171   consider a zero coupon bond. Since zeros pay no coupon, the current yield is zero because there is no interest income.
172   However, the zero appreciates through time, and its total return clearly exceeds zero.
173
174       YTM =        Current Yield           +     Capital Gains Yield
175
176
177   Capital Gains Yield =              YTM                   -   Current Yield
178
179   Capital Gains Yield =             10.91%             -          10.15%
180
181   Capital Gains Yield =                 0.76%
182
183
184   g. How does the equation for valuing a bond change if semiannual payments are made? Find the value of a 10-year, semiannual
185   payment, 10 percent coupon bond if nominal rd = 13%.
186
187   Bonds with Semiannual Coupons
188   Since most bonds pay interest semiannually, we now look at the valuation of semiannual bonds. We must make three
189   modifications to our original valuation model: (1) divide the coupon payment by 2, (2) multiply the years to maturity by 2, and
190   (3) divide the nominal interest rate by 2.
191
192   Use the Rate function with adjusted data to solve the problem.
193
194   Periods to maturity = 10*2 =              20
195   Coupon rate:                           10%
196   Semiannual pmt = \$100/2 =             \$50.00       PV =        \$834.72
197   Future Value:                      \$1,000.00
198   Periodic rate = 13%/2 =                6.5%
199
200   Note that the bond is now more valuable, because interest payments come in faster.
201
202
203   Excel Bond Functions
204   Supose today's date is January 1, 2010, and the bond matures on December 31, 2019
A              B             C             D             E             F             G             H
205
206   Settlement (today)                 1/1/2010
207   Maturity                         12/31/2019
208   Coupon rate                         10.00%
209   Going rate, r                       13.00%
210   Redemption (par value)                 100
211   Frequency (for semiannual)                2
212   Basis (360 or 365 day year)               0
213
214
215   Value of bond =                   \$83.4737        or            \$834.74
216
217   Notice that you could choose a current date that is between coupon payments, and the PRICE function will calculate the correct
218   price. See the example below.
219
220
221   Settlement (today)                3/25/2010
222   Maturity                         12/31/2019
223   Coupon rate                         10.00%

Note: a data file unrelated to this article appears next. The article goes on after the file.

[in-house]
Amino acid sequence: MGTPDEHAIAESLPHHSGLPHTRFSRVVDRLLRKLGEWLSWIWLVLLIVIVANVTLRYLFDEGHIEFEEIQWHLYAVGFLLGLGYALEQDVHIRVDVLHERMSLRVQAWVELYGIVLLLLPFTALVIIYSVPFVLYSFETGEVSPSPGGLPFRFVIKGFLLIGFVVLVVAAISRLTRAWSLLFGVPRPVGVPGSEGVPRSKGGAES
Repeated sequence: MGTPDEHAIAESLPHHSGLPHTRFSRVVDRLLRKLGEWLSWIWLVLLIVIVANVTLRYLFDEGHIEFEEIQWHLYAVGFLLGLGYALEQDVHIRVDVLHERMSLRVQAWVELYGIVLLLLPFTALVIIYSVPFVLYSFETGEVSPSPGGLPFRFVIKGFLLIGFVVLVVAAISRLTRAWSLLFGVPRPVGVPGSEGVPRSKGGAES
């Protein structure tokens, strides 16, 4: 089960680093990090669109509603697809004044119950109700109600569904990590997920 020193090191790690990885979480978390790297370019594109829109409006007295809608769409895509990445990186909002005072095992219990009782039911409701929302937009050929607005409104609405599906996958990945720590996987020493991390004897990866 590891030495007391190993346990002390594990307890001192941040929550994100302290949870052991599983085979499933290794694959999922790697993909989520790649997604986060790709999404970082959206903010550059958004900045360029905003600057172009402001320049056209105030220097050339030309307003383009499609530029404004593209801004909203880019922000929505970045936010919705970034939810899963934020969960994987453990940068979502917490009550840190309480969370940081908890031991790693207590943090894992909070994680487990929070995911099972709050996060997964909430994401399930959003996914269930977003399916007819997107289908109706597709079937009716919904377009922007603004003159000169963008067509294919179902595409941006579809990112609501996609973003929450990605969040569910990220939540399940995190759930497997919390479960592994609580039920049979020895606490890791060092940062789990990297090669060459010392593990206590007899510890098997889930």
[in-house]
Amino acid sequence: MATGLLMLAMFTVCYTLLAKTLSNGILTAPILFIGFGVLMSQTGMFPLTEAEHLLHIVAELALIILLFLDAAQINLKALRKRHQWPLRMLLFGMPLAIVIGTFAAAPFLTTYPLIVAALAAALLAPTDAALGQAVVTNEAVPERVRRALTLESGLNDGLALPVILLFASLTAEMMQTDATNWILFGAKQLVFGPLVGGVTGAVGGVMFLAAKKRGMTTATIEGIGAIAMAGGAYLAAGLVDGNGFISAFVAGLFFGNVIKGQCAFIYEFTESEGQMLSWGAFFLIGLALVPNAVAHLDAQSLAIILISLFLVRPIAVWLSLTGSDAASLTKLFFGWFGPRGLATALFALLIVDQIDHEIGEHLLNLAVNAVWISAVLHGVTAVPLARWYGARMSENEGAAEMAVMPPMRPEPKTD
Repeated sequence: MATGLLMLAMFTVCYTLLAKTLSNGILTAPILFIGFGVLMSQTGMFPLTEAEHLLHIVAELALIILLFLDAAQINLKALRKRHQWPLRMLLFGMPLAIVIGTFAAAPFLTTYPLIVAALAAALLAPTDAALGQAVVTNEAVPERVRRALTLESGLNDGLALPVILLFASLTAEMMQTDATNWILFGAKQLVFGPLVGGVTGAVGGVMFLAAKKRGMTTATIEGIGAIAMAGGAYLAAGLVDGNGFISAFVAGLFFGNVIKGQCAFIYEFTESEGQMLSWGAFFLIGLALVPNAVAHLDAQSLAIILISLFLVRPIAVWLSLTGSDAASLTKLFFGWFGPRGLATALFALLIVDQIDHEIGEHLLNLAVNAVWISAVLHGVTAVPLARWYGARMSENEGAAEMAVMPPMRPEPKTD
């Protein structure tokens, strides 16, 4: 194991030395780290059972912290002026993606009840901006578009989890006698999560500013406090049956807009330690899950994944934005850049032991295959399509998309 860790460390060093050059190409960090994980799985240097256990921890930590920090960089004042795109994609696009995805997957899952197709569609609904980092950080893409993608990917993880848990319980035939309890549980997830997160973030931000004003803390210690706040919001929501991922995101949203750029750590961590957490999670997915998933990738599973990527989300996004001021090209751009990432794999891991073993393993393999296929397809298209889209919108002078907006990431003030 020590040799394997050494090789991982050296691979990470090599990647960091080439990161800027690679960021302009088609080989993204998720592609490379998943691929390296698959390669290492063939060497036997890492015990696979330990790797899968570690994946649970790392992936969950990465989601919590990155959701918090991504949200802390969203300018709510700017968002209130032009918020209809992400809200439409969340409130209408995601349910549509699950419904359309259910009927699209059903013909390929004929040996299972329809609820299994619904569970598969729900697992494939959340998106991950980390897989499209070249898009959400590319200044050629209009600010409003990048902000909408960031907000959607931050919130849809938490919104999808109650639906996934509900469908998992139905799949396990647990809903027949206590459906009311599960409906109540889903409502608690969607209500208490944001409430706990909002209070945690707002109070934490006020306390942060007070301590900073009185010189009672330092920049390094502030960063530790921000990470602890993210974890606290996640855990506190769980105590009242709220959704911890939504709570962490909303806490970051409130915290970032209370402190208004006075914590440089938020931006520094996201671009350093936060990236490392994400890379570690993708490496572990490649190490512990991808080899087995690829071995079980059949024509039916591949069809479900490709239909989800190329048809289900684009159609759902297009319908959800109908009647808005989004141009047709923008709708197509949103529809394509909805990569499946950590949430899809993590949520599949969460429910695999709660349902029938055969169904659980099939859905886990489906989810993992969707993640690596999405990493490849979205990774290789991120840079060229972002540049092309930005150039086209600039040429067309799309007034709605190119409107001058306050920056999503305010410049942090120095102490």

224   Going rate, r                       13.00%
225   Redemption (par value)                 100
226   Frequency (for semiannual)                2
227   Basis (360 or 365 day year)               0
228
229   Value of bond =                   \$83.6307        or            \$836.31
230
231   This is the value of the bond, but it does not include the accrued interest you would pay. The ACCRINT function will calculate
232   accrued interest, as shown below.
233
234   Issue date                         1/1/2010
235   First interest date               6/30/2010
236   Settlement (today)                3/25/2010
237   Maturity                         12/31/2019
238   Coupon rate                         10.00%
239   Going rate, r                       13.00%
240   Redemption (par value)                 100
241   Frequency (for semiannual)                2
242   Basis (360 or 365 day year)               0
243
244   Accrued interest =                  \$2.3333       or             \$23.33
245
246
247   Suppose the bond's price is \$1,150. You can also calculate the yield using the YIELD function, as shown below.
248
249   Curent price                   \$ 1,150.00
250   Settlement (today)                1/1/2010
251   Maturity                        12/31/2019
252   Coupon rate                        10.00%
253   Redemption (par value)                100
254   Frequency (for semiannual)               2
255   Basis (360 or 365 day year)              0
256
A               B              C              D               E              F             G              H
257   Yield                                  7.81%
258
259
260   h. Suppose a 10-year, 10 percent, semiannual coupon bond with a par value of \$1,000 is currently selling for \$1,135.90,
261   producing a nominal yield to maturity of 8 percent. However, the bond can be called after 5 years for a price of \$1,050.
262      (1.) What is the bond's nominal yield to call (YTC)?
263      (2.) If you bought this bond, do you think you would be more likely to earn the YTM or the YTC? Why?
264
265   Yield to Call
266   The yield to call is the rate of return investors will receive if their bonds are called. If the issuer has the right to call the bonds,
267   and if interest rates fall, then it would be logical for the issuer to call the bonds and replace them with new bonds that carry a
268   lower coupon. The yield to call (YTC) is found similarly to the YTM. The same formula is used, but years to maturity is
269   replaced with years to call, and the maturity value is replaced with the call price.
270
271   Use the Rate function to solve the problem.
272
273   Number of semiannual periods to call:                      10
274   Seminannual coupon rate:                                 5%               Semiannual Rate = I = YTC =           3.77%
275   Seminannual Pmt:                                       \$50.00                    Annual nominal rate =          7.53%